Canvas now allows students and faculty to select personal pronouns on their user accounts to promote inclusion.
“It signals acceptance and an inclusive environment,” said Ihsan Alkhatib, associate professor and pre-law adviser. “We should recognize our diversity and [have] respect for everyone. As a member of cis majority, we take a lot of things for granted. The gender minorities need [recognition, acceptance and inclusion]. They see this identification as a recognition of their existence.”
The pronouns are displayed after a person’s name in various areas in Canvas, such as in comment fields, in discussion posts, on the people page and on the user’s profile page.
Murray State’s pronoun options include she/her, he/him and they/them. The pronoun options are managed by both Canvas and the educational institution that manages the account. Individuals cannot add pronoun options.
“I think the new feature is great [and] very welcoming for students and faculty,” said Maeve McCarthy, assistant dean of Jones College of Science, Engineering and Technology. “I think cis people should use their pronouns to normalize their use for everyone. We should tell people our pronouns when we introduce ourselves.”
Adding personal pronouns to educational tools like Canvas is a step closer towards creating an inclusive environment on campus.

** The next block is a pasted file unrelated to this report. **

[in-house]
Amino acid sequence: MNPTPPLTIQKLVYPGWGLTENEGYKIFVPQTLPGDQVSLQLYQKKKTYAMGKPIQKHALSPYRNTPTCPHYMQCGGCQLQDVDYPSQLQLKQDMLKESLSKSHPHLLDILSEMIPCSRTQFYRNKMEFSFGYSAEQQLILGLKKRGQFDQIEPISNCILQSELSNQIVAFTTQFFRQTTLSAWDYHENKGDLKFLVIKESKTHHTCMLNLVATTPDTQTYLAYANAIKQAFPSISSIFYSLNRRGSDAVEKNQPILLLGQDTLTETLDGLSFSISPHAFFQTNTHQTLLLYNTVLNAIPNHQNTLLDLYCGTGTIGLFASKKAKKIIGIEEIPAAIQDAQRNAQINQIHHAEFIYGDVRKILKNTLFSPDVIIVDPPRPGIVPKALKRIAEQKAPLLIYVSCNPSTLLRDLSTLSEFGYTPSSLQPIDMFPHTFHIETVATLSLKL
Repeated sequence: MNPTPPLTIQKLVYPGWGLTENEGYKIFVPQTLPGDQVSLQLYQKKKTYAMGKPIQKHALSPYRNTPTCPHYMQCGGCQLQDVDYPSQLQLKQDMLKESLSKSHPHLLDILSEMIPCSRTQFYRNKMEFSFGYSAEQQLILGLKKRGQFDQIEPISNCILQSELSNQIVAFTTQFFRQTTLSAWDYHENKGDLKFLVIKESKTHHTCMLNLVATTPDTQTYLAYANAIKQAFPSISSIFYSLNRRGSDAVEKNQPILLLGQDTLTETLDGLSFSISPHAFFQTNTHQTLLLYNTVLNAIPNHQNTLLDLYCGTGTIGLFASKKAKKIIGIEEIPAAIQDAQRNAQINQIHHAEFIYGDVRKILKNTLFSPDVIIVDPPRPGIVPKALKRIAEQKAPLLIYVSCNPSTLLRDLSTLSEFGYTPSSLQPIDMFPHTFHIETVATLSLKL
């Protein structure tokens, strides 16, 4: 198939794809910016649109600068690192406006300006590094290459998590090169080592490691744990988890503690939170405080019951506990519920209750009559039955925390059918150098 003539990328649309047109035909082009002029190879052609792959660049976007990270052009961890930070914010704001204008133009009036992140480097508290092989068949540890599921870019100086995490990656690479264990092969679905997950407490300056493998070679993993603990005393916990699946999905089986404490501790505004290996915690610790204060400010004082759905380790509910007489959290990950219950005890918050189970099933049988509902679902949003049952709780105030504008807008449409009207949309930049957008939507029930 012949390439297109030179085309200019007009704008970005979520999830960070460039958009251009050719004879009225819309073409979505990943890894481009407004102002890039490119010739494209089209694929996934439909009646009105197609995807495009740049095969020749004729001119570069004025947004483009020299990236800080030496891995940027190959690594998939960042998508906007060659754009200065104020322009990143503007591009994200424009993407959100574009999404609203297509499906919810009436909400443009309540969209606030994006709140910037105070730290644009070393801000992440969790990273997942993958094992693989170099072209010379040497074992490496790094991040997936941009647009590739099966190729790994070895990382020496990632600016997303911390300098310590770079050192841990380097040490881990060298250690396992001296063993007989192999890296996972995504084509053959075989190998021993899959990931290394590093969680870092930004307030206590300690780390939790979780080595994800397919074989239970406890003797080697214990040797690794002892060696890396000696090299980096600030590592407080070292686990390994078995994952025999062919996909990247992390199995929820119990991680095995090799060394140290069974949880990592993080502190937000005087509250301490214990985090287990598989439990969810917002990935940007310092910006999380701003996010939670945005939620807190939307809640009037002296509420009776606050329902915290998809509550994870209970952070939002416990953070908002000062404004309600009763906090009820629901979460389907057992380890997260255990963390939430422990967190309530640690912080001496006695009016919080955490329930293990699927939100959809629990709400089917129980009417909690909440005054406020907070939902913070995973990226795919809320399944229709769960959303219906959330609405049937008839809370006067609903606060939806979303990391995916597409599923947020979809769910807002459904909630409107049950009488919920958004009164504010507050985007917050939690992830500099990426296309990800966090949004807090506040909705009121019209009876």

“[Sharing pronouns] should totally be normalized, especially in group settings like classrooms,” said Carrie Jerrell, associate professor of English. “One easy way to normalize it is to offer your pronouns when you say your own name as you meet someone new. Just saying something like, ‘Hi! I’m Carrie. My pronouns are she/her,’ tells the person that you have an awareness of pronouns and their importance, and it gives them the opportunity to share, too.”
To change the pronouns setting in Canvas, open Global Navigation and click the Account link followed by the Settings link. Click the Edit Settings button, and in the pronouns drop-down menu select your preferred personal pronouns. After saving the settings, the selected pronouns will be visible in the user settings and throughout Canvas.
“It’s a simple but effective way to help students, especially transgender and nonbinary students, feel welcome and respected in our classroom spaces,” Jerrell said. “The more you share your pronouns and ask others about theirs, the easier and more natural it becomes.”